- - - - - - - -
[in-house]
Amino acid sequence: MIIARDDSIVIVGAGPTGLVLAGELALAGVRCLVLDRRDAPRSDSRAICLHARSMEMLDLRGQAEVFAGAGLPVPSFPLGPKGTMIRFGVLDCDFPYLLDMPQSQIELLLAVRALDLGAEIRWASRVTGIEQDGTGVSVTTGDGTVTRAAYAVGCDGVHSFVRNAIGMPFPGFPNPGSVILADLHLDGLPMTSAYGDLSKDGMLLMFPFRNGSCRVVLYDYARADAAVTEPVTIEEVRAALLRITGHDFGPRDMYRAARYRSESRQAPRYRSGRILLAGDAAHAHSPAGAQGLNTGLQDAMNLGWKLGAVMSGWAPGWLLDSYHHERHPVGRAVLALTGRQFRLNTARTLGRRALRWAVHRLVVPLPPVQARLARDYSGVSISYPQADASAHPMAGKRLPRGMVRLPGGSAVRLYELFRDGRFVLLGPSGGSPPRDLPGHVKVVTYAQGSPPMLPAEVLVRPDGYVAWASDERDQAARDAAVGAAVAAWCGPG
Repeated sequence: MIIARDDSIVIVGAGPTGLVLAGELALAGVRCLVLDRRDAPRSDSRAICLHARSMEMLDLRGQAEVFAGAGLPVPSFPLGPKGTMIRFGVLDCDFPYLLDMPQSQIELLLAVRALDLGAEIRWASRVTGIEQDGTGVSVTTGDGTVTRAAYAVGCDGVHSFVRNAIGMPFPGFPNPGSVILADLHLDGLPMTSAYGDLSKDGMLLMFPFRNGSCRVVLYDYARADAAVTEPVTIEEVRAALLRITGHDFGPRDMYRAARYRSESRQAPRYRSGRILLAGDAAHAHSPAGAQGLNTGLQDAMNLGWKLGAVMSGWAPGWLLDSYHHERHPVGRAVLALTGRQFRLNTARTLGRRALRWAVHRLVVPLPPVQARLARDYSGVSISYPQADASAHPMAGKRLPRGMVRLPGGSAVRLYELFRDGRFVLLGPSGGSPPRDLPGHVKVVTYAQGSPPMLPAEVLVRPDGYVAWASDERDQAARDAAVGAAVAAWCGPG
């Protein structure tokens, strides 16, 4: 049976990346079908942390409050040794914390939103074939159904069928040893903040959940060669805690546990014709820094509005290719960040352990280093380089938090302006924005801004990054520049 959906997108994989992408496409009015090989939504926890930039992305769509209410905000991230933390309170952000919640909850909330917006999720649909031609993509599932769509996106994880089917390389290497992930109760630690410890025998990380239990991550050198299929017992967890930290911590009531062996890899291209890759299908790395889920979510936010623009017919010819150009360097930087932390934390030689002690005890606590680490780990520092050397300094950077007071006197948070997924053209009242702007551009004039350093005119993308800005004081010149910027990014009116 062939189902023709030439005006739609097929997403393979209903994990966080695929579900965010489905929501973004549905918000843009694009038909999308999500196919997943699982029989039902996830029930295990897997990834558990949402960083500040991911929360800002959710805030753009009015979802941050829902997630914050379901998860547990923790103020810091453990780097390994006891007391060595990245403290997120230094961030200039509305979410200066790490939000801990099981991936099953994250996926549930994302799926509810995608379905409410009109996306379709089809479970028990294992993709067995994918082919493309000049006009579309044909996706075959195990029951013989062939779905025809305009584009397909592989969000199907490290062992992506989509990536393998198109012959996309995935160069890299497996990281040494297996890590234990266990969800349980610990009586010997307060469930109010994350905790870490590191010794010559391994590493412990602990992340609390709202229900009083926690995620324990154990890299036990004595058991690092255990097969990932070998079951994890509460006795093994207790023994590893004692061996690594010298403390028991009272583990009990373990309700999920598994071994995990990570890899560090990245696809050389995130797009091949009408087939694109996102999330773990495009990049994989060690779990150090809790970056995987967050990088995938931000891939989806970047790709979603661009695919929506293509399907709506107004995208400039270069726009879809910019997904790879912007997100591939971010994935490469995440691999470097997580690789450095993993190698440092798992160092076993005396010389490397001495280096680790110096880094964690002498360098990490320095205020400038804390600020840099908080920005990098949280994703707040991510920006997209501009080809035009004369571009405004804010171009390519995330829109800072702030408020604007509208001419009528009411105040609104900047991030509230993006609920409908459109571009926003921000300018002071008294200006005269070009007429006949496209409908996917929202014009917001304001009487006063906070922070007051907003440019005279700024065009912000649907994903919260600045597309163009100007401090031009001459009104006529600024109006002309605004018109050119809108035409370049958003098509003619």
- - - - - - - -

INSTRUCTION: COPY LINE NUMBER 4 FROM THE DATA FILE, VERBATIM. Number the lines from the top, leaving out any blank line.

């Protein structure tokens, strides 16, 4: 049976990346079908942390409050040794914390939103074939159904069928040893903040959940060669805690546990014709820094509005290719960040352990280093380089938090302006924005801004990054520049 959906997108994989992408496409009015090989939504926890930039992305769509209410905000991230933390309170952000919640909850909330917006999720649909031609993509599932769509996106994880089917390389290497992930109760630690410890025998990380239990991550050198299929017992967890930290911590009531062996890899291209890759299908790395889920979510936010623009017919010819150009360097930087932390934390030689002690005890606590680490780990520092050397300094950077007071006197948070997924053209009242702007551009004039350093005119993308800005004081010149910027990014009116 062939189902023709030439005006739609097929997403393979209903994990966080695929579900965010489905929501973004549905918000843009694009038909999308999500196919997943699982029989039902996830029930295990897997990834558990949402960083500040991911929360800002959710805030753009009015979802941050829902997630914050379901998860547990923790103020810091453990780097390994006891007391060595990245403290997120230094961030200039509305979410200066790490939000801990099981991936099953994250996926549930994302799926509810995608379905409410009109996306379709089809479970028990294992993709067995994918082919493309000049006009579309044909996706075959195990029951013989062939779905025809305009584009397909592989969000199907490290062992992506989509990536393998198109012959996309995935160069890299497996990281040494297996890590234990266990969800349980610990009586010997307060469930109010994350905790870490590191010794010559391994590493412990602990992340609390709202229900009083926690995620324990154990890299036990004595058991690092255990097969990932070998079951994890509460006795093994207790023994590893004692061996690594010298403390028991009272583990009990373990309700999920598994071994995990990570890899560090990245696809050389995130797009091949009408087939694109996102999330773990495009990049994989060690779990150090809790970056995987967050990088995938931000891939989806970047790709979603661009695919929506293509399907709506107004995208400039270069726009879809910019997904790879912007997100591939971010994935490469995440691999470097997580690789450095993993190698440092798992160092076993005396010389490397001495280096680790110096880094964690002498360098990490320095205020400038804390600020840099908080920005990098949280994703707040991510920006997209501009080809035009004369571009405004804010171009390519995330829109800072702030408020604007509208001419009528009411105040609104900047991030509230993006609920409908459109571009926003921000300018002071008294200006005269070009007429006949496209409908996917929202014009917001304001009487006063906070922070007051907003440019005279700024065009912000649907994903919260600045597309163009100007401090031009001459009104006529600024109006002309605004018109050119809108035409370049958003098509003619």